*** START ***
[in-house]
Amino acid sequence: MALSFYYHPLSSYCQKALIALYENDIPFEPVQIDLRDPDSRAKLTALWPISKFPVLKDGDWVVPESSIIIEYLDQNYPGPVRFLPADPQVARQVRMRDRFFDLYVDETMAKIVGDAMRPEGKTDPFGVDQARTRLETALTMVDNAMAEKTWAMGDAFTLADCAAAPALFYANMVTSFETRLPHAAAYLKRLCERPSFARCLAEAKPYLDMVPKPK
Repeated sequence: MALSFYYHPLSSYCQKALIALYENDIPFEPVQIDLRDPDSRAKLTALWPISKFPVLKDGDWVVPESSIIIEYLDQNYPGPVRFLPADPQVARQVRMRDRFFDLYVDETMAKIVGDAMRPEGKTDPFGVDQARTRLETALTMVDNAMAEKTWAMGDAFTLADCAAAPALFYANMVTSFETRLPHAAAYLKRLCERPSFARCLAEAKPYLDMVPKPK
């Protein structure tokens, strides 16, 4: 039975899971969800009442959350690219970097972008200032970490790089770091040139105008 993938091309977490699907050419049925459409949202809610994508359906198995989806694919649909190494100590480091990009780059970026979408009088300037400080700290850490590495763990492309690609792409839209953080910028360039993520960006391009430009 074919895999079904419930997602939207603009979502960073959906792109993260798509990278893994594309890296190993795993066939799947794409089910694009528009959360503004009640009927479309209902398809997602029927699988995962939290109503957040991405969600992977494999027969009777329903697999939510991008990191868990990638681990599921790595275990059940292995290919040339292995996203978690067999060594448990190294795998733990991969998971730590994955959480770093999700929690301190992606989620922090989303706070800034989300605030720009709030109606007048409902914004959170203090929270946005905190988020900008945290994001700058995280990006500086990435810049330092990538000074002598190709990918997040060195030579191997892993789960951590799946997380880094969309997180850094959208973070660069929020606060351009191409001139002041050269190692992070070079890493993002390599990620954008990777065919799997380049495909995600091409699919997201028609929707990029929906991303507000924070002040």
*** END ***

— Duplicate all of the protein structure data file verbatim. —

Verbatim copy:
[in-house]
Amino acid sequence: MALSFYYHPLSSYCQKALIALYENDIPFEPVQIDLRDPDSRAKLTALWPISKFPVLKDGDWVVPESSIIIEYLDQNYPGPVRFLPADPQVARQVRMRDRFFDLYVDETMAKIVGDAMRPEGKTDPFGVDQARTRLETALTMVDNAMAEKTWAMGDAFTLADCAAAPALFYANMVTSFETRLPHAAAYLKRLCERPSFARCLAEAKPYLDMVPKPK
Repeated sequence: MALSFYYHPLSSYCQKALIALYENDIPFEPVQIDLRDPDSRAKLTALWPISKFPVLKDGDWVVPESSIIIEYLDQNYPGPVRFLPADPQVARQVRMRDRFFDLYVDETMAKIVGDAMRPEGKTDPFGVDQARTRLETALTMVDNAMAEKTWAMGDAFTLADCAAAPALFYANMVTSFETRLPHAAAYLKRLCERPSFARCLAEAKPYLDMVPKPK
């Protein structure tokens, strides 16, 4: 039975899971969800009442959350690219970097972008200032970490790089770091040139105008 993938091309977490699907050419049925459409949202809610994508359906198995989806694919649909190494100590480091990009780059970026979408009088300037400080700290850490590495763990492309690609792409839209953080910028360039993520960006391009430009 074919895999079904419930997602939207603009979502960073959906792109993260798509990278893994594309890296190993795993066939799947794409089910694009528009959360503004009640009927479309209902398809997602029927699988995962939290109503957040991405969600992977494999027969009777329903697999939510991008990191868990990638681990599921790595275990059940292995290919040339292995996203978690067999060594448990190294795998733990991969998971730590994955959480770093999700929690301190992606989620922090989303706070800034989300605030720009709030109606007048409902914004959170203090929270946005905190988020900008945290994001700058995280990006500086990435810049330092990538000074002598190709990918997040060195030579191997892993789960951590799946997380880094969309997180850094959208973070660069929020606060351009191409001139002041050269190692992070070079890493993002390599990620954008990777065919799997380049495909995600091409699919997201028609929707990029929906991303507000924070002040």